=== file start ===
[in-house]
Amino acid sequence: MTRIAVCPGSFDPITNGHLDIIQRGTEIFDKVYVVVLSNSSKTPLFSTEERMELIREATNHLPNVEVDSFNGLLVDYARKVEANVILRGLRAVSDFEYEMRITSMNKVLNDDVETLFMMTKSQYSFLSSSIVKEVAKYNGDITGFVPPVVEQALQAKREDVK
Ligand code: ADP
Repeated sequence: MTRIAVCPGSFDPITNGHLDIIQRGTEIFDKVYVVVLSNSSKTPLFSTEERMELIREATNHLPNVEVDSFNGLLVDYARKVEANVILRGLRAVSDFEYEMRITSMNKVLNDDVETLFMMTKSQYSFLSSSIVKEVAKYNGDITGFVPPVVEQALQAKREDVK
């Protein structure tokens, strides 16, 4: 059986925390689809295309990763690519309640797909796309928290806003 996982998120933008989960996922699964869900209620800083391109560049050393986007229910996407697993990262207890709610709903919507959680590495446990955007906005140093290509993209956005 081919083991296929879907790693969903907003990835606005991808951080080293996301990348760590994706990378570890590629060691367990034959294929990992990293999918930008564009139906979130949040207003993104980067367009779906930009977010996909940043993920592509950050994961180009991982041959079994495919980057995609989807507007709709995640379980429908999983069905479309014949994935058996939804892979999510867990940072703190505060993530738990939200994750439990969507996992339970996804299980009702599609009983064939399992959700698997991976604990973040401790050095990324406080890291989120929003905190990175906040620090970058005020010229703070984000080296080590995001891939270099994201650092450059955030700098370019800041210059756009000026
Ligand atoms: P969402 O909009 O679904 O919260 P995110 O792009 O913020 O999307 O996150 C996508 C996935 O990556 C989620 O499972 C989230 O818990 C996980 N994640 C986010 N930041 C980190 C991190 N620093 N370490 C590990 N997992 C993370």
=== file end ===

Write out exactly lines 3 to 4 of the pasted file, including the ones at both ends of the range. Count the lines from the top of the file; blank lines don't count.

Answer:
Ligand code: ADP
Repeated sequence: MTRIAVCPGSFDPITNGHLDIIQRGTEIFDKVYVVVLSNSSKTPLFSTEERMELIREATNHLPNVEVDSFNGLLVDYARKVEANVILRGLRAVSDFEYEMRITSMNKVLNDDVETLFMMTKSQYSFLSSSIVKEVAKYNGDITGFVPPVVEQALQAKREDVK